Sustainable smart cities need reliable water

This information provided by Smart Cities Council Global.


As city populations grow, their electricity and water providers need to expand services to keep pace with demand. It's not easy when utilities are expected to do grow, but don't have a bigger budget to work with. Our guest authors from Council Lead Partner CH2M share their expertise on how water and wastewater utilities can extract far more useful information from data they already have, increase operational efficiency and open the lines of communications between departments.

And this is the perfect time to remind you about Smart Cities Week which will be held September 27-29 in Washington, D.C. The conference offers a full slate of programs, networking opportunities and free workshops designed to help cities large and small meet their smart city goals. How Smart Water is Helping Cities Meet Sustainability Goals is just one example of an interactive conference discussion where participants will come away with expert guidance on how to leverage sensor data in smart water networks. Time's getting short so you'll want to register today. — Jesse Berst


By Kenneth Thompson and Raja Kadiyala, CH2M

The creation of a smart city can be accomplished through the integration of new technologies (smart lighting, mesh networking, distributed sensing), enhancing the way existing and new datasets are managed (smart parking, wet weather management), and improving internal and external communications (dashboards and customer portals).

One critical area often overlooked is the water and wastewater system. This is primarily because utilities across the nation do a stellar job providing these services with few interruptions.

Water and wastewater systems are undergoing the same transformation as other city services — becoming smarter and taking advantage of the Internet of Things technology revolution. The goal is to provide the balance between three primary objectives: quality, quantity, and cost (energy). With the decrease in available funding, stricter regulatory compliance requirements and other factors (such as workforce, climate change and security), the use of technology and advanced analytical platforms provide the tools to meet these new challenges.

Discussions with the chief information officers in the 50 largest water utilities during the 2015 CIO Forum revealed that utilities utilize about 10% of the data they collect. Lack of staff and data-processing tools are significant constraints, leading to a large amount of “dark data” to remain unprocessed. There is a tremendous amount of value that can be captured through processing the dark data without implementing new technology. By transforming the data to information, utilities can gain knowledge and insight. The basis for a smart system is developing the toolset for processing large datasets. Creating the mechanism to process dark data provides the basic foundation for the smart system that can be expanded in the future to solve the utility’s most pressing problems.

So why implement a smart system? Some reasons include the following:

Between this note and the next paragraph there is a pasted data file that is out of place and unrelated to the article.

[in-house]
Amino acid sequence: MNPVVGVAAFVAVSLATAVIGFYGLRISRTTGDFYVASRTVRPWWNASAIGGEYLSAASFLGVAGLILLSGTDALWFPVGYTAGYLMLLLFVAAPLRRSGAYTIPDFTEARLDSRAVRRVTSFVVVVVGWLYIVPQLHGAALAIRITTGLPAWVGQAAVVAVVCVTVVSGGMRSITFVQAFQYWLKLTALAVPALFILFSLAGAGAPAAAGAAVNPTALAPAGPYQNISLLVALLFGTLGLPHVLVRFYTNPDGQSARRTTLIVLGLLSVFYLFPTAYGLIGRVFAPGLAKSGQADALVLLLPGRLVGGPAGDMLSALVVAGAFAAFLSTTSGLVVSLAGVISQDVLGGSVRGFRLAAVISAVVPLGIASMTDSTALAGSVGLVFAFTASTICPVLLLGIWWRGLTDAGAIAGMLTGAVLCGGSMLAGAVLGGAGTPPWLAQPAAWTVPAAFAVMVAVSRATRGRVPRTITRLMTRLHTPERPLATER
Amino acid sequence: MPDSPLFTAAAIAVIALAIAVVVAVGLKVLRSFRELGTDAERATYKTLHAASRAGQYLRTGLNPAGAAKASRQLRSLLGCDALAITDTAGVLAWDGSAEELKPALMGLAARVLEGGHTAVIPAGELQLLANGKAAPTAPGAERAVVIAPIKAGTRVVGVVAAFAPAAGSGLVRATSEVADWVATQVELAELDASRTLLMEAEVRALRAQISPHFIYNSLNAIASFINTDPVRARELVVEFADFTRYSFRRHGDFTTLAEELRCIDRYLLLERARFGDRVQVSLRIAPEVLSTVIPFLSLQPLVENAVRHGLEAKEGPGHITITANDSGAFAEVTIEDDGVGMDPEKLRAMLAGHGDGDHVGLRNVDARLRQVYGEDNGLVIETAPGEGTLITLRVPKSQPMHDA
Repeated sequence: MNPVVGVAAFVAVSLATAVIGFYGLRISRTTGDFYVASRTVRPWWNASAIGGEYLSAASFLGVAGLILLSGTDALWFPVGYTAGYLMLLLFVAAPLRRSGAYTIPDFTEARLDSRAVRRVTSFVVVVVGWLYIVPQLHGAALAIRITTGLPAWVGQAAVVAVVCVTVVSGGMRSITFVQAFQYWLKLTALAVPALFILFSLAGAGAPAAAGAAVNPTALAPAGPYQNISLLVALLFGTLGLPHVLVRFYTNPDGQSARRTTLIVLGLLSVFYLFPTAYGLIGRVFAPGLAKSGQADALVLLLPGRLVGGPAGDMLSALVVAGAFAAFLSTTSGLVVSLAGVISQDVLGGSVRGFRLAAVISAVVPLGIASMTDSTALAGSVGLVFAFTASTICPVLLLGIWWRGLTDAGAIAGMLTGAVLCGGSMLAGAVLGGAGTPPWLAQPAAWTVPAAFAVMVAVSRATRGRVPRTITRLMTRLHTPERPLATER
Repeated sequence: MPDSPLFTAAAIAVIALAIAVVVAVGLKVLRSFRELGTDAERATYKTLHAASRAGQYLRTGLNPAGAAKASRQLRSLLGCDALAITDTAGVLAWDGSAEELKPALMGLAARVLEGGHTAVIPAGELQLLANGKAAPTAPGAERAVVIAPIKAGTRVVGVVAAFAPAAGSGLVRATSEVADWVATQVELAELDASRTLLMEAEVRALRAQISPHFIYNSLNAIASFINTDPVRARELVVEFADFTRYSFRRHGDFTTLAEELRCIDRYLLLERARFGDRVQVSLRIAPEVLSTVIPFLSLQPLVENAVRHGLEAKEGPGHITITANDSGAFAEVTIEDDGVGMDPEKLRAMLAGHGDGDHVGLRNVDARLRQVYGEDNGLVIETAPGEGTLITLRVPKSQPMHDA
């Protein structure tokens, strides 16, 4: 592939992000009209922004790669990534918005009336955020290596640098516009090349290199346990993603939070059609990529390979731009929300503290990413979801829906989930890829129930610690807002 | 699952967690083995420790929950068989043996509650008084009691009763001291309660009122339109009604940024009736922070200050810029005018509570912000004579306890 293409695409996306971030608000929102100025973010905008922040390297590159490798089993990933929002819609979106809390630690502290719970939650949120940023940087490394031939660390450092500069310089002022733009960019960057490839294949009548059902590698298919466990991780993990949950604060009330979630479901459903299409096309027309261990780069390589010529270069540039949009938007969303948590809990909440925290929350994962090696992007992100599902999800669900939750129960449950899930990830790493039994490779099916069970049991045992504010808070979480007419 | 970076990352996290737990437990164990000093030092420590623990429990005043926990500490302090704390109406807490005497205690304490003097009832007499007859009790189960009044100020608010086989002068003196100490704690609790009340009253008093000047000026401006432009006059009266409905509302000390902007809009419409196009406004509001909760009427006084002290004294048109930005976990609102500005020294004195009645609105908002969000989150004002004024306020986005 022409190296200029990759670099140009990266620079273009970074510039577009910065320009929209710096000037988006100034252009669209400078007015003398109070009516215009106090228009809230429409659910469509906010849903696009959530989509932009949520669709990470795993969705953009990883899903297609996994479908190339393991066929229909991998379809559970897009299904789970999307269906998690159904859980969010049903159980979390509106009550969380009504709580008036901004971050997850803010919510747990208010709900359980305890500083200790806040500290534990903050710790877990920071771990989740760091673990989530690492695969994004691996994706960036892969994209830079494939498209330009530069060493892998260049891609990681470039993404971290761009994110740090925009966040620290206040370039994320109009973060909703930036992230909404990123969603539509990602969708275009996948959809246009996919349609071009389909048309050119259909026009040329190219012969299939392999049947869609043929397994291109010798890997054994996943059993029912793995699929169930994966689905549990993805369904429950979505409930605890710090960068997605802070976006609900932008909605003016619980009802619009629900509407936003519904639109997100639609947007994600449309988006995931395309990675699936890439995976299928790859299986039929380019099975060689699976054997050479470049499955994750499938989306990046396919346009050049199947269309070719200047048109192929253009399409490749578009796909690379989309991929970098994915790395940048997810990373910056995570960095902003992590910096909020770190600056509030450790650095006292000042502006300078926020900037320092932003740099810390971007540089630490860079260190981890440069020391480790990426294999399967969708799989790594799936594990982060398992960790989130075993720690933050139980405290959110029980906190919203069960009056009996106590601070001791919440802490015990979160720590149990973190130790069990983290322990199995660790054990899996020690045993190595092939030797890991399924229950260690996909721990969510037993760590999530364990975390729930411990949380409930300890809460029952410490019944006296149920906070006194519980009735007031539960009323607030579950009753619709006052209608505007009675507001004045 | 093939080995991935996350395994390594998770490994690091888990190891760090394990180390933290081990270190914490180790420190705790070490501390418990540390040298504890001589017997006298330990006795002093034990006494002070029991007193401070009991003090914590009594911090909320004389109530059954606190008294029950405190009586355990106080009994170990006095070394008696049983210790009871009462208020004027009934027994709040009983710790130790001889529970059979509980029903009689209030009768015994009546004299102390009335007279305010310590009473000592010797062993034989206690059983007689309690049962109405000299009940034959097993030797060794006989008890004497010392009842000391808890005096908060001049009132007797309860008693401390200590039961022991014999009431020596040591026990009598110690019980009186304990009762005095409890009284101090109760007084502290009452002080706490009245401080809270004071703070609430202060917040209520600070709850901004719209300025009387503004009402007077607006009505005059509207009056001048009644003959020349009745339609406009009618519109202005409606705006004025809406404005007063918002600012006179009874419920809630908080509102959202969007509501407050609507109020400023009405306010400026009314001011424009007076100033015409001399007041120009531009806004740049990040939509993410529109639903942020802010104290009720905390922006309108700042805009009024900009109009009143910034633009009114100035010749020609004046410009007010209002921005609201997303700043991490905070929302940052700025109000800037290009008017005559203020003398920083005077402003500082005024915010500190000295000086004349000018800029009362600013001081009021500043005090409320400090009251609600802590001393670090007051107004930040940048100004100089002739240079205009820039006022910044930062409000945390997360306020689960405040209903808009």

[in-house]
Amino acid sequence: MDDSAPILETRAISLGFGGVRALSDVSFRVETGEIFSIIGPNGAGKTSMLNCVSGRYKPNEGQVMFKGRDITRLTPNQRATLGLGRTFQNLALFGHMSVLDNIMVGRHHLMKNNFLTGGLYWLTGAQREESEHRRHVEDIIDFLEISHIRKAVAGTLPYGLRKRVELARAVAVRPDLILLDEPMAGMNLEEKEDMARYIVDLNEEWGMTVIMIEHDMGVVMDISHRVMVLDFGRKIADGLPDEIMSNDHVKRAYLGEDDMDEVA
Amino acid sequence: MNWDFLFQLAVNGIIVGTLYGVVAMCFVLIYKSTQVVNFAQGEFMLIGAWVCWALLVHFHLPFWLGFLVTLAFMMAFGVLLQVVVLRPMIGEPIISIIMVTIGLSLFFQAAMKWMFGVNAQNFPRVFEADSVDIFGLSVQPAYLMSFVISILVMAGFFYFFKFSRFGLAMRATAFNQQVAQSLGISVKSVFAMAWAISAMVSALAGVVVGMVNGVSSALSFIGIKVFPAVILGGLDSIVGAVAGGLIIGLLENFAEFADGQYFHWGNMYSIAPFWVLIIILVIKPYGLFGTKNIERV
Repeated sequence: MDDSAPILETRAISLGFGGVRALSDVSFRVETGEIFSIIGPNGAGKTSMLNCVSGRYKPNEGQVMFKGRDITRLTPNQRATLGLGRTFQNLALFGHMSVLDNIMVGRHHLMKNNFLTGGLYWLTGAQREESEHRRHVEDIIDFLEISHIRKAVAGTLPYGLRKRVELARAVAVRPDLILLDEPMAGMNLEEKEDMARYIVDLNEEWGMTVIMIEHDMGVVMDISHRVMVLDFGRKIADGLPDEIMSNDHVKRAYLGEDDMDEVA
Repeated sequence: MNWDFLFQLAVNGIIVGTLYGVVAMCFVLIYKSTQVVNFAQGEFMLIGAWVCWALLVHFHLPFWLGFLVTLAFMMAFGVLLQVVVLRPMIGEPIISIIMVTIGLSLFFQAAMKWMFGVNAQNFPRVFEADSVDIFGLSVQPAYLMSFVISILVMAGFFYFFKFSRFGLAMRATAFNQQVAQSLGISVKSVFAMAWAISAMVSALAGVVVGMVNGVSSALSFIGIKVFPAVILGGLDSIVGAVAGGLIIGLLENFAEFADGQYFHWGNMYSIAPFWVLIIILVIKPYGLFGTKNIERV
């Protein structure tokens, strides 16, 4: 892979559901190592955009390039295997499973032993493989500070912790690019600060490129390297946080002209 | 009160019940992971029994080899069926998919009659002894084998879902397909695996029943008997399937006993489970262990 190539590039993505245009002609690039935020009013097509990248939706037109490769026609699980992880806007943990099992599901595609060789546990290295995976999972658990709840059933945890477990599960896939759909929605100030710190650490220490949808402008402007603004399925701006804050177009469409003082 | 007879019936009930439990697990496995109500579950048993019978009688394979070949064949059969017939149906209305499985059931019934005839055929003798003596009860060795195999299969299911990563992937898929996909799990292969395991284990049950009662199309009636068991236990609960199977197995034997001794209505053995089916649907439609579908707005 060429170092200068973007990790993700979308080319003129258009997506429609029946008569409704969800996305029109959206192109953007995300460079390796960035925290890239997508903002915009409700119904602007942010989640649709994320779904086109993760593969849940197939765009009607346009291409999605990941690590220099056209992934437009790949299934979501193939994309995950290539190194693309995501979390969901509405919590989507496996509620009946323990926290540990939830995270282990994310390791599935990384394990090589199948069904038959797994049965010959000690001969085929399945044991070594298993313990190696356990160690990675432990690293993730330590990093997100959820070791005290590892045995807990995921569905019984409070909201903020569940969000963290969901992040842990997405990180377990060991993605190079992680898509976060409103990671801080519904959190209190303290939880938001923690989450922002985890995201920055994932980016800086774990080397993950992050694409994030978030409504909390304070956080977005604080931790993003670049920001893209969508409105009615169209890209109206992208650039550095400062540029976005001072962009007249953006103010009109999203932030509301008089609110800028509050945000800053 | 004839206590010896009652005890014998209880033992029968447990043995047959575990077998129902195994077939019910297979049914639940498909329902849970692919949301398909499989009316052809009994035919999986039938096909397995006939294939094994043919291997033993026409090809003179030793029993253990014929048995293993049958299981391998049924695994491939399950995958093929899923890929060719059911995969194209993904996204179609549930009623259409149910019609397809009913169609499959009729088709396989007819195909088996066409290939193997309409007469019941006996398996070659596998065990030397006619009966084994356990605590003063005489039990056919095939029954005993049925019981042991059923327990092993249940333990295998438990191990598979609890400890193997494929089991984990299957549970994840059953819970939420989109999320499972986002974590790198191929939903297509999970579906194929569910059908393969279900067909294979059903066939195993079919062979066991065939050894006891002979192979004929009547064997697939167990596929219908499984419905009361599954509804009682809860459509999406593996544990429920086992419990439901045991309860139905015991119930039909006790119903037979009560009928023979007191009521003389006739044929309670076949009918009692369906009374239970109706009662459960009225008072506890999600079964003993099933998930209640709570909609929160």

• The traditional approach to data processing and need to have information for internal operations or customers is no longer adequate.
  • Available capital and operational funding is shrinking and utilities need to become more efficient and more informed when making business decisions.
  • Utilities need to improve communication across departments and break down the traditional silos.

Utilities should ask themselves why they aren’t doing this now and how can they get started down the smart water pathway.

The exciting news is that the Smart Cities Council recognizes the importance of water for sustainable smart cities. In 2016, the Council is creating a Water Committee that will have a kickoff meeting during the 2016 Smart Cities Week. Additionally, it has been collaborating with the Smart Water Network Forum (SWAN; https://www.swan-forum.com/) to promote smart water systems in cities across the world. In fact, a number of SCC partners (including Qualcomm, Schneider Electric and CH2M) are also members of SWAN and have been engaged in this effort for years. During the Smart Cities Week, SWAN will be moderating a session on smart water and wastewater systems... which you won't want to miss.

Mr. Kenneth Thompson, Deputy Director Intelligent Water Solutions and Senior Technology Fellow, Water Business Group, CH2M, brings over 35 years of experience in the design and operations of smart technologies and data analysis for the water industry. Mr. Thompson served as the project manager and senior consultant for over $60M of work in the design, implementation, and evaluation of Surveillance and Response Systems for New York City, Dallas Water Utilities, Philadelphia Water Department, and San Francisco Public Utilities Commission. He serves as the President of the Smart Water Network Council and is the CH2M liaison for the Smart Cities Council. Dr. Kadiyala is serving as a Senior Technology Fellow and Global Service Team Leader of Intelligent Water Solutions for CH2M. In this role, he provides oversight to SCADA, IT systems, smart grid and Integrated security solutions for water and wastewater clients.  Over his 22-year career at CH2M, Dr. Kadiyala has worked worldwide to implement real-time sensing, control and analytics for operational optimization and has developed advanced visualization solutions to provide insight into the overwhelming amount of data within the utility space.